Mere Anglicanism

Ban on sickle-cell marriages

The Church of Nigeria’s Bishop of Awka has banned his clergy from solemnizing the marriages of couples where both partners are carriers of Sickle-cell disease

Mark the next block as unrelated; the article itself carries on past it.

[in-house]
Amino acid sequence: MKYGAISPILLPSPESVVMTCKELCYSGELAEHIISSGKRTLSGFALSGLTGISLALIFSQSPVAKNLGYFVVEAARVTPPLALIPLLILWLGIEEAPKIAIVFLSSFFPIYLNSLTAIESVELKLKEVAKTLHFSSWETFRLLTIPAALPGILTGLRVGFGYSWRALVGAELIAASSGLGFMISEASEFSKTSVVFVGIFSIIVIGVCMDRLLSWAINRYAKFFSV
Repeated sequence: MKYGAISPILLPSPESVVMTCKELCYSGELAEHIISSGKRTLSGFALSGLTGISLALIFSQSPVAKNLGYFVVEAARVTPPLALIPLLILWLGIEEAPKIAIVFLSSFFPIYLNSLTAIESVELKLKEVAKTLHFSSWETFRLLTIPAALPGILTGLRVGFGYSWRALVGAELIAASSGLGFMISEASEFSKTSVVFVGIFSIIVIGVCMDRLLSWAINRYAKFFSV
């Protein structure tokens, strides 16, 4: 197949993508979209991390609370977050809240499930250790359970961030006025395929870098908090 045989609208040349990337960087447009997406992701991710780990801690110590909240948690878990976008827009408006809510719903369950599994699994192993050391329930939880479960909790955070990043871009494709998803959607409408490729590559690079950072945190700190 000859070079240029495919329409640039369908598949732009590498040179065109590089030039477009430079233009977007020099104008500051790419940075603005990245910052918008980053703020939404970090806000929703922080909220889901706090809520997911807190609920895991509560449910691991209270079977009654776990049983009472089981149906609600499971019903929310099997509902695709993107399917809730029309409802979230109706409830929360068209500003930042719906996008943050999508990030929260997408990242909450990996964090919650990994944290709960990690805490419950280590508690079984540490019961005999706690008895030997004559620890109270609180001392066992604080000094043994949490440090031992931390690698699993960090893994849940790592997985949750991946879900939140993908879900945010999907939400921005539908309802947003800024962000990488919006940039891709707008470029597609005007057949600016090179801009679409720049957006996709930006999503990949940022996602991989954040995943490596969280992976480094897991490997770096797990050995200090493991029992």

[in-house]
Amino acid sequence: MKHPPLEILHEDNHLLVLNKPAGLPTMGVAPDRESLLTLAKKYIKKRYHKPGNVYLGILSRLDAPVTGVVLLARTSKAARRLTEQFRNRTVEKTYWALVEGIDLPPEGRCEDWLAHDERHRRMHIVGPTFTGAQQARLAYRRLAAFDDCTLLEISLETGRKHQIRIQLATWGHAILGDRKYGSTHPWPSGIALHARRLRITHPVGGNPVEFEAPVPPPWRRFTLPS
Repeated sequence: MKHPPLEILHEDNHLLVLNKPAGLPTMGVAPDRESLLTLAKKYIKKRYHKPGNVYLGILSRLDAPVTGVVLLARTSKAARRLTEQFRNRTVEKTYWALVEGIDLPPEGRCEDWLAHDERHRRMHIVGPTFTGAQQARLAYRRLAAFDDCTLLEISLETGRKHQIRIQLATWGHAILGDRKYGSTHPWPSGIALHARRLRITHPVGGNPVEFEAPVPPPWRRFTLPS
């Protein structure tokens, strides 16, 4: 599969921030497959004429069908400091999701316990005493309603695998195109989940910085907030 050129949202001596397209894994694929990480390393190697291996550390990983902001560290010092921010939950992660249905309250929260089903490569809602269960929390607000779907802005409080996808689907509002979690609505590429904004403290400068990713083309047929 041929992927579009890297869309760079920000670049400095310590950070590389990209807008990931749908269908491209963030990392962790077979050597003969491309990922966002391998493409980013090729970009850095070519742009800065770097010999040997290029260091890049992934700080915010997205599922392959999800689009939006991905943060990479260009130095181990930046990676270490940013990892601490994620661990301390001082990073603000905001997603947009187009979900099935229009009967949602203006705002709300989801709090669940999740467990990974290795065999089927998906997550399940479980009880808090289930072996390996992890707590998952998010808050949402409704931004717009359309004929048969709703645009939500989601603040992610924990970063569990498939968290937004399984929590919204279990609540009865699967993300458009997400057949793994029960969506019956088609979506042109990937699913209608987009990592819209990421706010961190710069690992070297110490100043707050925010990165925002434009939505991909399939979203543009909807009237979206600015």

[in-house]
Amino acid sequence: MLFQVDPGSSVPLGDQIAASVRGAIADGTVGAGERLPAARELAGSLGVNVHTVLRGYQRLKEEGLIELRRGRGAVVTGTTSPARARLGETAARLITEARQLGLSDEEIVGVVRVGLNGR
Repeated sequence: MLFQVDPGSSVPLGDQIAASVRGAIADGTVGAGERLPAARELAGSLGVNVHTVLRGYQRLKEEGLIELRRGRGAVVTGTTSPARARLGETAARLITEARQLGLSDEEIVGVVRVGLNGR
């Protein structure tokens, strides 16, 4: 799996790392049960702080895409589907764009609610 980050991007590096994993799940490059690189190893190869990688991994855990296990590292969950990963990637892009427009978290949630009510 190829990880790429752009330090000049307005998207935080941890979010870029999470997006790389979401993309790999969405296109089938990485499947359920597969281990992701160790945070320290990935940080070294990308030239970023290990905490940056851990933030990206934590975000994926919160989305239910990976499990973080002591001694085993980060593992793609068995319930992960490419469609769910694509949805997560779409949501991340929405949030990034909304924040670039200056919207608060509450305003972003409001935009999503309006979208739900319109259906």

The Church of Nigeria’s Bishop of Awka has banned his clergy from solemnizing the marriages of couples where both partners are carriers of Sickle-cell disease. The Rt. Rev. Alex Chibuzo Ibezim on 5 Nov 2015 also urged his clergy to require testing for the disease as part of pre-marital counseling. According to a 2006 World Health Organization report, Sickle-cell disease, or sickle-cell anemia is a common genetic condition due to a haemoglobin disorder – inheritance of mutant haemoglobin genes from both parents — that causes life-long health problems and leads to an early death. It is concentrated in sub-Saharan Africa and among populations of the African diaspora in the Americas and Europe. Approximately 300,000 infants are born with the disease each year. “In west African countries such as Ghana and Nigeria, the frequency of the trait is 15% to 30% whereas in Uganda it shows marked tribal variations, reaching 45% among the Baamba tribe in the west of the country,” the WHO reported. A person who has inherited only one mutant gene from one parent will lead a healthy life, the WHO noted, but the child of two carriers of the disease will likely have major health problems. Following a meeting last week with the head of the Coordinator of the Association of People Living with Sickle Cell Disorder, Bishop Ibezim said the church’s responsibility was to support those living with the disease “in whatever way we can.” But the church should also take an activist role in preventing the transmission of the disease to future generations. It is “one thing is to make laws and another thing is for people to obey them. The clergy cannot follow them to their bedrooms to force them, especially if they had done the traditional marriage,” he said, adding: “We in the church make sure that, as part of the counselling before marriage, we educate the intended couples on the dangers of going ahead to marry when they are not compatible genotype-wise. Because it is better to make sure that the person you are about to marry is somebody that is compatible. Marriage is all about relationship and the end product of marriage is children. Unless it is a marriage where children are not wanted, then there is no need to worry about sickle cell.”

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